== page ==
“We have seen how quickly and efficiently the medical services acted since the last review, making significant improvements.  I have no doubt that the findings in this report will be addressed with equal speed and professionalism. I am sure that the outcomes from this review will help with the continued development and improvement of the Defence Medical Services provided to the Armed Forces and their families.”

The Surgeon General, Surgeon Vice-Admiral Philip Raffaelli, said: “I requested that the Care Quality Commission (CQC) undertake a review of the Defence Medical Services (DMS) in support of my commitment to provide high quality healthcare benchmarked against the NHS, to Service personnel and in some instances their dependants. I am proud to report that the CQC has recognised as exemplary the management of trauma at the Camp Bastion hospital in Afghanistan and the rehabilitation of patients, both at regional level and at Headley Court.

“Overall the CQC found areas of good practice across all of the services inspected. Although the report demonstrated significant improvements in the DMS since the Healthcare Commission inspection in 2009, there are still areas that could be improved and we will address all the report’s recommendations. I am most grateful to the CQC for undertaking these inspections.”

The DMS provides healthcare to around 258,000 people, including service personnel, their families and other civilians entitled to care. It encompasses care provided in the Royal Navy, British Army, Royal Air Force and supporting units.

Health care provided by the DMS is mostly primary care, such as general practice, dentistry, occupational medicine and community mental health services within the UK and defence outposts overseas.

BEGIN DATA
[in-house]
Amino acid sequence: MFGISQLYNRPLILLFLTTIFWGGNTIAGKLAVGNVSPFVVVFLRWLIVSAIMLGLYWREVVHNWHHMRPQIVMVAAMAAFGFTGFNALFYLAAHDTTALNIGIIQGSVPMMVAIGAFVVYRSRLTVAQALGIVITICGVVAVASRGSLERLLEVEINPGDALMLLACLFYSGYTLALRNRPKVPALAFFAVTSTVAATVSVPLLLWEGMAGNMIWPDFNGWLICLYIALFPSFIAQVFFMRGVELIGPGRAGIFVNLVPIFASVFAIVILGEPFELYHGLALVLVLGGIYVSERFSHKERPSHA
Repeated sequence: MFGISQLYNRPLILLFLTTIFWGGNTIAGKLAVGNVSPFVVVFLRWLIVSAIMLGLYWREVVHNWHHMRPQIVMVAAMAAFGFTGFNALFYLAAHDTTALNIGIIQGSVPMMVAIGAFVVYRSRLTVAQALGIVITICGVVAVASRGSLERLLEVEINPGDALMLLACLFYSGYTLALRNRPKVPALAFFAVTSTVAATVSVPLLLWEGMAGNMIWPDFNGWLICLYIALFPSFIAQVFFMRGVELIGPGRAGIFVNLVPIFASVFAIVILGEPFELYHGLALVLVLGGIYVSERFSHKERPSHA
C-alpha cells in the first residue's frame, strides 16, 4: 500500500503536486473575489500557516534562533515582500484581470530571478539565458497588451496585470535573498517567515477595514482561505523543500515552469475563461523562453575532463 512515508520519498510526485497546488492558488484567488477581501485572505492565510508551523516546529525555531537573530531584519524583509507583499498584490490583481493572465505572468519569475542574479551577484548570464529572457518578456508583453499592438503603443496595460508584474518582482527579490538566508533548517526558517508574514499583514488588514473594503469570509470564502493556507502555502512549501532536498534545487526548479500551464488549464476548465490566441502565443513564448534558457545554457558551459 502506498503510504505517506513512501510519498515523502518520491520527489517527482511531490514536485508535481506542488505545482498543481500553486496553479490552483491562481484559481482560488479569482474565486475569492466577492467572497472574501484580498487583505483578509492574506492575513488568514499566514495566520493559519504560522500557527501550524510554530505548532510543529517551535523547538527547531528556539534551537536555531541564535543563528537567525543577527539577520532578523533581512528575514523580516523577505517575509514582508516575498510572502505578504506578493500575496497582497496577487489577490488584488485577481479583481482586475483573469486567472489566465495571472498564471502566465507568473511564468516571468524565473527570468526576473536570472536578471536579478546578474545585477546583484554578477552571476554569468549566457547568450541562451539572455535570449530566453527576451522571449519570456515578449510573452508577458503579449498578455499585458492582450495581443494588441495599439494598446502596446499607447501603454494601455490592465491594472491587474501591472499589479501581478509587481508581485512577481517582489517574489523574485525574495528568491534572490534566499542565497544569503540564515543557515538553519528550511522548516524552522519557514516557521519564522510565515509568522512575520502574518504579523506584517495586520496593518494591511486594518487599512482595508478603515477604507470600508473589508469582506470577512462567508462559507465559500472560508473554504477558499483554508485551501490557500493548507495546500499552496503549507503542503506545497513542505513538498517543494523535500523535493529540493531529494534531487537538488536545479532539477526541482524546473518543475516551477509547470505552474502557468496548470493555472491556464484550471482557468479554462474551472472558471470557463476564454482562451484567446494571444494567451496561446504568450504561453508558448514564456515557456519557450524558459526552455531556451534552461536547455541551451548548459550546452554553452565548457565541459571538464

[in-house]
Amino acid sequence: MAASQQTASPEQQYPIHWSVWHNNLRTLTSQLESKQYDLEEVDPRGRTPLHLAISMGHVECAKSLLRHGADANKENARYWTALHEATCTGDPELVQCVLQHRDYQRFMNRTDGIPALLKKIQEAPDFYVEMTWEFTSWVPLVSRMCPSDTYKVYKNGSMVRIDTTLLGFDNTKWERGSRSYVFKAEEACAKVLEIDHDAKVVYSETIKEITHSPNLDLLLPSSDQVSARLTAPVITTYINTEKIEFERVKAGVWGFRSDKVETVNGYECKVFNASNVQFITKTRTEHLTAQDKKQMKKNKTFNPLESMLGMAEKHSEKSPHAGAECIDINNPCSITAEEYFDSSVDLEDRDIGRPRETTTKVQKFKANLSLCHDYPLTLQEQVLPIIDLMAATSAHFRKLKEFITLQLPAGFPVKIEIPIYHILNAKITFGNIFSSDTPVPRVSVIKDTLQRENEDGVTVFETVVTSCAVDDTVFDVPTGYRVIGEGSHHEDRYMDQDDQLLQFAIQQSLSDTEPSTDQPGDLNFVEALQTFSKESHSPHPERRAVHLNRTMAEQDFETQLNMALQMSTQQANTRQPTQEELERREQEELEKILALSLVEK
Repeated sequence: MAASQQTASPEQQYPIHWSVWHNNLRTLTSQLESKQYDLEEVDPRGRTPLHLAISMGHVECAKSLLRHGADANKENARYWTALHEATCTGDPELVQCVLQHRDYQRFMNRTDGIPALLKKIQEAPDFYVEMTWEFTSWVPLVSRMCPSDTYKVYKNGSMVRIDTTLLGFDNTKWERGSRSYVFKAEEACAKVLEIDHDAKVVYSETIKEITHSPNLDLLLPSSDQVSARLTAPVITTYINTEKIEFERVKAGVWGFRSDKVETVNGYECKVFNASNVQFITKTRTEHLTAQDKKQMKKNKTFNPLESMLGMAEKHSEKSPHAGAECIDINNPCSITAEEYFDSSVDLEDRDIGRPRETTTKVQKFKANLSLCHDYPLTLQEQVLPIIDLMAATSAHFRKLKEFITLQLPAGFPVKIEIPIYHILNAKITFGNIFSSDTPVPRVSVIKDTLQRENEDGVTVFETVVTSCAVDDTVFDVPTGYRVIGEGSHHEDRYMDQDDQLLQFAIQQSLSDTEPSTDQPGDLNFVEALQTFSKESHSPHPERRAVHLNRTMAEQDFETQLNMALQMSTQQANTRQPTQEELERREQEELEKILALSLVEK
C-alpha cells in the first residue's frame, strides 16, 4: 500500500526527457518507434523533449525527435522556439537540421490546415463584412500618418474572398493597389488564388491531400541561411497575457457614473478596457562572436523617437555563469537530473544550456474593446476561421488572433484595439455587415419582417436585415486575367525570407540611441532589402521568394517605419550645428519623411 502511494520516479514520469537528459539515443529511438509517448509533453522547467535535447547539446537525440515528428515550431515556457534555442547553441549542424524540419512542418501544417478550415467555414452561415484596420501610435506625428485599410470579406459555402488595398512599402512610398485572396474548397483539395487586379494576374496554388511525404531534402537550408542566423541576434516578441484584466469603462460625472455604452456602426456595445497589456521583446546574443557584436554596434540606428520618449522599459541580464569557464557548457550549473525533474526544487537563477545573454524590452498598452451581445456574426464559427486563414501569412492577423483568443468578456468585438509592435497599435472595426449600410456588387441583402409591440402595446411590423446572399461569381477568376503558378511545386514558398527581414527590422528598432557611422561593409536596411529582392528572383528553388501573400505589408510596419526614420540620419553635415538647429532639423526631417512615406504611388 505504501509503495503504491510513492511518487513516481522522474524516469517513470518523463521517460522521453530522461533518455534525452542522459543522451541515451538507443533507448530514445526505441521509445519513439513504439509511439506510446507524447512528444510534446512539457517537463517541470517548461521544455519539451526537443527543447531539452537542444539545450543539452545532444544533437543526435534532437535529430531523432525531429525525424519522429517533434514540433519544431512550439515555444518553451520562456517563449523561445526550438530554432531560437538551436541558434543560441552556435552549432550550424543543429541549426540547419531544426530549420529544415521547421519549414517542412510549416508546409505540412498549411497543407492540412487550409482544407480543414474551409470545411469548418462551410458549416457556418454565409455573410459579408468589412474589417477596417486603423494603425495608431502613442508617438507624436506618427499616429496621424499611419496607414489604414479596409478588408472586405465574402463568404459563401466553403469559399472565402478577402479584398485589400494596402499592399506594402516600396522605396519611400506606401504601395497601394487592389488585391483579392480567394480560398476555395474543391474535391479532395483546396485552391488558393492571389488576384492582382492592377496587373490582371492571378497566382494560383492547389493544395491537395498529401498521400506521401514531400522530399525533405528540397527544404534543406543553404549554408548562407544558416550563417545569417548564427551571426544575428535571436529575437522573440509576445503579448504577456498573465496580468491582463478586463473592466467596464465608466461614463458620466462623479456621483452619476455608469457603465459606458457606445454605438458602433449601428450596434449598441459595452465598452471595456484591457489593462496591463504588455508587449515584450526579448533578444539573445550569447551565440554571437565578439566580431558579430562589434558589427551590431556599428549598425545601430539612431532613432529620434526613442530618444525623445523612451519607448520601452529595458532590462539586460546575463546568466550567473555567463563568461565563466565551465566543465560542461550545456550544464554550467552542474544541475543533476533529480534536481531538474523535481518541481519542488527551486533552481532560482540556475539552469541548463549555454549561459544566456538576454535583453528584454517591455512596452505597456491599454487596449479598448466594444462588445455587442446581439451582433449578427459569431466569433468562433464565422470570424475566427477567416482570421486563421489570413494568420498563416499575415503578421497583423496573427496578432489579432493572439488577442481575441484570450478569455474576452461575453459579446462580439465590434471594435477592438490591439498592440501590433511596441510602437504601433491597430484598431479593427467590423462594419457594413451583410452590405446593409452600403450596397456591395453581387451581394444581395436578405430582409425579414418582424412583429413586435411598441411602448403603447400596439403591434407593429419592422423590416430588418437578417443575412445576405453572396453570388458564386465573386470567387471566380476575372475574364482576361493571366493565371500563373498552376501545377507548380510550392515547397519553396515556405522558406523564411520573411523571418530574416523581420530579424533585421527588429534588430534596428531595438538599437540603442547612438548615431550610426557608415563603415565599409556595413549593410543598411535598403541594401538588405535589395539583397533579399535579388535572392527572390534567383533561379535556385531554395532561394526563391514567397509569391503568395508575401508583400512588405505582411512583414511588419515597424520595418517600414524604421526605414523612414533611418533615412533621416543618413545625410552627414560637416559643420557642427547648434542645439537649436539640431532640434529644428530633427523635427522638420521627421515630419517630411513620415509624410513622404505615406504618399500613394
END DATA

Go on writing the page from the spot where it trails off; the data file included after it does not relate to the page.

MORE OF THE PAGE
It also provides medical care in zones of conflict and is responsible for rehabilitation services in Headley Court Defence Medical Rehabilitation Centre in Surrey and at a number of other centres in the UK and Germany.

About the Care Quality Commission

The Care Quality Commission (CQC) is the independent regulator of health and social care in England. We make sure that care in hospitals, dental practices, ambulances, care homes, people’s own homes and elsewhere meets government standards of quality and safety – the standards anyone should expect whenever or wherever they receive care. We also protect the interests of vulnerable people, including those whose rights are restricted under the Mental Health Act.

We register services if they meet government standards, we make unannounced inspections of services – both on a regular basis and in response to concerns – and we carry out investigations into why care fails to improve. We continually monitor information from our inspections, from information we collect nationally and locally, and from the public, local groups, care workers and whistleblowers. We put the views, experiences, health and wellbeing of people who use services at the centre of our work and we have a range of powers we can use to take action if people are getting poor care.